Duties and responsibilities
A food runner is responsible for delivering the food from the kitchen to a customer in a restaurant. They must ensure that the customer receives the correct food order! Their typical duties and responsibilities include:
- Handing/communicating the customers order to the chef
- Making sure that the chef is away or allergies or specific requests
- Double checking the order to make sure it is correct
- Matching the food ticket to the customer
- Delivering the food orders to the table rapidly and accurately
- Acting as a point of contact between front of the house and back of the house staff
A food runner does not need any formal education, but a high school diploma is preferred by many employers. It may also be advantageous to have some experience in the hospitality industry. However, this is not essential as food runners will receive on-the-job training.
Skills and relevant work experience
Food runners will need skills such as:
- Interpersonal skills, as food runners need to be able to interact and listen to customers
- Customer service skills, as food runners must ensure the customer is satisfied and the restaurant has a good reputation
- Physical fitness, as food runners will be on their feet walking from the kitchen to tables all day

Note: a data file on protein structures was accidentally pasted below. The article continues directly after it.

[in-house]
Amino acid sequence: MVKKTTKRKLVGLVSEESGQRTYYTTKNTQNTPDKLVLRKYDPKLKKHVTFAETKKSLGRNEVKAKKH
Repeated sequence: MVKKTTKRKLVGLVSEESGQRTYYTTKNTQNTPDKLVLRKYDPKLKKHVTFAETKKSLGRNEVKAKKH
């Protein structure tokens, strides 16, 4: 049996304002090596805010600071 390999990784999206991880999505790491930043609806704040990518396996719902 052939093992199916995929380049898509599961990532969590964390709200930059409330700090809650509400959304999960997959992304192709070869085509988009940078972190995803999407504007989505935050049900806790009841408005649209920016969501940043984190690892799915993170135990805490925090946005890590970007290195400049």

- Attention to detail, as food runners must get customers orders, include special requests, correct
- Communication skills, as food runners need to relay orders to the chef and they act as a point of contact between front and back of house
- Time management skills, as food runners will need to deliver food rapidly and be able to manage their time
Many food runners will work part time, whilst working another job and/or studying. Typically, they will work early mornings, late evenings, weekends and holidays as this is when most people will want to eat out.
According to Glassdoor the median annual salary for a food runner in the United States is $21,689. A low salary is considered to be around $17,000 per annum, and a high is in excess of $32,000 per annum.
Lot of people are a food runner for a short period of their lives. Very few people will remain a food runner throughout the duration of their career. Food runners may progress to other roles, such as a waiter/waitress. They may also progress, with more experience and training, to become restaurant supervisors/managers or receptionists. Or, many people leave to industry and seek careers elsewhere. It is not to be forgotten, however, that the skills learnt as a food runner (e.g., time management, customer service, organization) are invaluable and highly transferrable.